After Clayton Kershaw signed his extension, I explored the value the Cardinals would be getting out of their rotation compared to Kershaw. At the time, I thought it might be a good idea to compare all the rotations against each other for 2014. At the time, I put it off because I was writing about other things and it was going to take a lot of work. In the meantime, Wendy Thurm at Fangraphs dot com did a whole bunch of the work for me. Then, Beyond the Box Score dot com did a little more work with the cost of the win. Using the depth charts at fangraphs for starting pitching which include projected WAR for a rotation, my task became a lot easier.
Below you will find a graph showing rotation salary by team as well as its projected WAR.
The Tigers are expected to field the best rotation this season by a decent margin, with the Red Sox and Yankees following them and a group of eight including the Cardinals bunched together after the top three spots. The payrolls of each team vary wildly with production. The Marlins will spend next to nothing while the Phillies lead the majors with payroll around $80 million. Teams with staffs above $40 million are noted next to the team name in the previous graph. The next graph is fairly simple. I took the salary for the rotations and divided by their projected WAR. The results are below.
We see a host of small market teams paying the least per win for their pitching staffs while the Brewers and the big market teams paid the most for theirs. However, dollars per win is not the be all end all for putting a rotation together. Getting a bargain staff is fantastic, but winning on the field is paramount. Since others have already done the heavy lifting on gathering the information above, I decided to take the information a step further. I wanted to combine a team's ability to get value from its rotation with its expected production for the 2014 season.
To combine combine WAR and $/WAR, I found the average rotation WAR (11.87) and the average $/WAR (2.75). I made the averages for each 100. A small number is better for $/WAR so I reversed the numbers so that above 100 is above average for each one. Production in the field is better than $/WAR so I weighted it double and averaged the two scores. These scores are highly dependent on the WAR projections as they are used to make both components of the overall score. Moving a team up or down by a win would move a team a healthy amount. Here is the top ten:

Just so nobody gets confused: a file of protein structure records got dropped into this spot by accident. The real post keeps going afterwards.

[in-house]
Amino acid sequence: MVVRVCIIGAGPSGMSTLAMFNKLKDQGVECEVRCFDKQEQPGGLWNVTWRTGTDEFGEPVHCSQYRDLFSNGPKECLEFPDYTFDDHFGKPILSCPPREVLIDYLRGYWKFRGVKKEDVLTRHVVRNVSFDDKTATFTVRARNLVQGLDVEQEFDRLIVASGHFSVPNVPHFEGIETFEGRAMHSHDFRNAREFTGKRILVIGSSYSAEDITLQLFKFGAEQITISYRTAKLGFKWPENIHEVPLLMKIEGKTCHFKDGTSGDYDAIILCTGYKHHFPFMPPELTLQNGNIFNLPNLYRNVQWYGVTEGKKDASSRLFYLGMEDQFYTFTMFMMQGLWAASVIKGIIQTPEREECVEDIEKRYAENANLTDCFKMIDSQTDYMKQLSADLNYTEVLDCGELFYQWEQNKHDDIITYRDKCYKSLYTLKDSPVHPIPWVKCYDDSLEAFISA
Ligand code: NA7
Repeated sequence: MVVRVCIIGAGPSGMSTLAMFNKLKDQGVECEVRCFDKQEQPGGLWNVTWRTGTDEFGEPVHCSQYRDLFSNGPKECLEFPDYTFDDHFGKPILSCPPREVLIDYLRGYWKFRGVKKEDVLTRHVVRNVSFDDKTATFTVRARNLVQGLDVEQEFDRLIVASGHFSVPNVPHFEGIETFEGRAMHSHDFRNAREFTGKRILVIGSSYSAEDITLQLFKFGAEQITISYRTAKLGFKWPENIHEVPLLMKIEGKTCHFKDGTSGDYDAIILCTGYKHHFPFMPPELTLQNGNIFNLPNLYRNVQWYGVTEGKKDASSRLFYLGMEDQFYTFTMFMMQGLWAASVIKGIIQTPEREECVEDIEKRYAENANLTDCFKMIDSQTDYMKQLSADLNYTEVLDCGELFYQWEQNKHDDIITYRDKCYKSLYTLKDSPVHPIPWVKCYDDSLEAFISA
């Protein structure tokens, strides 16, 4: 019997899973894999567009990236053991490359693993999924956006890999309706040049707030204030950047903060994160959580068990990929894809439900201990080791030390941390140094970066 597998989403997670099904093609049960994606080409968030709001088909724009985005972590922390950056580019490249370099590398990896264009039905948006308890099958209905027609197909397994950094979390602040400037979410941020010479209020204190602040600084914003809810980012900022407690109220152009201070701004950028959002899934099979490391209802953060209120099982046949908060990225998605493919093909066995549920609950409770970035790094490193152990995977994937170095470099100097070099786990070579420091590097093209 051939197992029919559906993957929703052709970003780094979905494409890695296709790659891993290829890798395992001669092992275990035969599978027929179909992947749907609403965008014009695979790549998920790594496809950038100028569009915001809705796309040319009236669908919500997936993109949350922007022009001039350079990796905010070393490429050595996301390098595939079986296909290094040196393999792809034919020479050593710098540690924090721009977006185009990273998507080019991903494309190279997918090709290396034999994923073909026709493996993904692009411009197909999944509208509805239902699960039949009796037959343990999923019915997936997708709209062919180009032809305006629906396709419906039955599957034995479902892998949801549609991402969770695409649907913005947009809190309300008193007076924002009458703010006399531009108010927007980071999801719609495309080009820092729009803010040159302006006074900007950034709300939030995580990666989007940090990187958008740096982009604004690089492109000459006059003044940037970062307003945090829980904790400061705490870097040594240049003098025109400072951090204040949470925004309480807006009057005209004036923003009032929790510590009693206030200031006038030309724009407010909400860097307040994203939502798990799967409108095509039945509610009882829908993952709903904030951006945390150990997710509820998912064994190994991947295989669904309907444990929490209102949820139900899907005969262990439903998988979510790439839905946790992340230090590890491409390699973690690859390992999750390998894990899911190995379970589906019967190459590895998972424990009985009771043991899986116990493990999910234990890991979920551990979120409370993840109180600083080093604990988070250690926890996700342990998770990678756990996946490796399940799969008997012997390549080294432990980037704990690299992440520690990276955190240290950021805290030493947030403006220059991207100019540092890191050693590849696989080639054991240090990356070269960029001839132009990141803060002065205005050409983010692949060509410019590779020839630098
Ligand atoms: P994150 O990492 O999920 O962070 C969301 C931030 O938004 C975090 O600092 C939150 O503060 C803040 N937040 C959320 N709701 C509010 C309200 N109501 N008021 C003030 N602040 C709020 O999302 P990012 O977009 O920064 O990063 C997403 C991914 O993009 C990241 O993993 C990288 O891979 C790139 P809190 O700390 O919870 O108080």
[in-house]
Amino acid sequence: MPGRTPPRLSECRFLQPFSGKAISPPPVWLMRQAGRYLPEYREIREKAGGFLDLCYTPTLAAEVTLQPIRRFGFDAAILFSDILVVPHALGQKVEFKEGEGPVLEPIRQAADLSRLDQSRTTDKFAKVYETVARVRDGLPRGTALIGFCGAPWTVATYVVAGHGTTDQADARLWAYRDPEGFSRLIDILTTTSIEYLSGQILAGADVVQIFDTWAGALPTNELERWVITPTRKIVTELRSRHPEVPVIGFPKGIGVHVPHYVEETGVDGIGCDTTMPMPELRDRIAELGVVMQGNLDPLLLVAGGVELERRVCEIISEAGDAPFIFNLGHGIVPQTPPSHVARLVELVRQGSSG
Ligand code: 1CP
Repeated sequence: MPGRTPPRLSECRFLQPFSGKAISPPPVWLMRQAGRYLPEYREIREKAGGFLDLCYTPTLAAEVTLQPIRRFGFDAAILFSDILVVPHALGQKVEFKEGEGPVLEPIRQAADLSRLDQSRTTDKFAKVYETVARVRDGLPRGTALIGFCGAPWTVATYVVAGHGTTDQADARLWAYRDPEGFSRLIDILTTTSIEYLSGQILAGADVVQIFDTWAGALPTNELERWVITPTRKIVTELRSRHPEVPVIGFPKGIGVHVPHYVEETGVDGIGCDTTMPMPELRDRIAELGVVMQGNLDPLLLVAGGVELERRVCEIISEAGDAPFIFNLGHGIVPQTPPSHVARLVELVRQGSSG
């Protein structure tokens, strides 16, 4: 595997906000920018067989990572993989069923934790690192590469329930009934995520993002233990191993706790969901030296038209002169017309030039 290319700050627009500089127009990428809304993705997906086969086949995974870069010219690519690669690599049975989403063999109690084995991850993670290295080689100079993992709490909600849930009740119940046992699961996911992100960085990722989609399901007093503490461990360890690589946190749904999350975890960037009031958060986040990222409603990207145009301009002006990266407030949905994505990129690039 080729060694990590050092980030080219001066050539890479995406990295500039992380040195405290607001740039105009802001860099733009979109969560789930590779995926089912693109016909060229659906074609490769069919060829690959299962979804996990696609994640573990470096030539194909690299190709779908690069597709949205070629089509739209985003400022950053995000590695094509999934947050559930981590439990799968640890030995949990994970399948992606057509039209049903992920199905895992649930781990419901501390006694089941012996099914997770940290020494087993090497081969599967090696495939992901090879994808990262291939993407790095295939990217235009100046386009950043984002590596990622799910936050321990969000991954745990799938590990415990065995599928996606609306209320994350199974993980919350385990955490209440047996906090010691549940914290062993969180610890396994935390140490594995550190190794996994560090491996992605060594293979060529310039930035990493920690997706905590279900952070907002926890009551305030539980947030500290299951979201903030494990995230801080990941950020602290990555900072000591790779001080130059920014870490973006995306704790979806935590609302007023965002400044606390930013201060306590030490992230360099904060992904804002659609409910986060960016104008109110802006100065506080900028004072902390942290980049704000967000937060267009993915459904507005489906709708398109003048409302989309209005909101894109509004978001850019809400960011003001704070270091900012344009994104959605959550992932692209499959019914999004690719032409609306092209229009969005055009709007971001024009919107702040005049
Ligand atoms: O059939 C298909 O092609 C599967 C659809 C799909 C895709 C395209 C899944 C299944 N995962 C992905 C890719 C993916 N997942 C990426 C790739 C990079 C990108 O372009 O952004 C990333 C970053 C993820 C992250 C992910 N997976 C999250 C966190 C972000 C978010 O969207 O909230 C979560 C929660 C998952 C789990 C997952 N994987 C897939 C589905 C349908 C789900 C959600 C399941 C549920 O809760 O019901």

The Tigers get pretty average value from their pitchers, but because they are so phenomenal they lead the charge here. The Indians, Rays, A's and Braves find their way into the top ten through having average to somewhat above average staffs at great values while teams like Rangers, Nationals, and Cardinals do a little bit of both. The middle ten:
The middle is a bit of a mixed bag. We mostly have teams that are a little mediocre who get decent value from their rotation, but the Marlins on one end and Yankees on the other show great disparity in building their staffs. The Yankees are likely to get good production and pay for it while the Marlins will not get great production (with apologies to Jose Fernandez), but are paying very little to do so.
The Bottom Ten:
Let's get one thing out of the way. The Dodgers are here because they pay an astronomical amount for their rotation, but they do not care if they are on this list because they have an even more astronomical amount of money to spend. Even with that, if their rotation was projected as high as the Tigers, they would make the top half of this list. A bunch of these teams are simply bad and they are not getting great values for their rotation. The Blue Jays have spent a bunch of money, but are not expected to receive a good return on that investment. The Phillies rotation will be decent, but they have spent a ton to get it. As for the Brewers? They went to a really nice restaurant and ordered the milk steak and jelly beans.
These values will likely fluctuate as the season goes on. The Cardinals' rotation is set for a fairly conservative WAR of 14 which could easily be higher given the talented young arms the Cardinals have. It will be very difficult for the Tigers to reach their projections even with their fantastic rotation. None of these figures take into account future money owed or departures. The Tigers will either pay Max Scherzer an enormous sum or he will leave via free agency. In either instance, the Tigers will be getting less value from their rotation. It would not surprise me if the Cardinals are on top of this list at the end of the season. It would surprise me even less if the Cardinals were leading the way heading into 2015.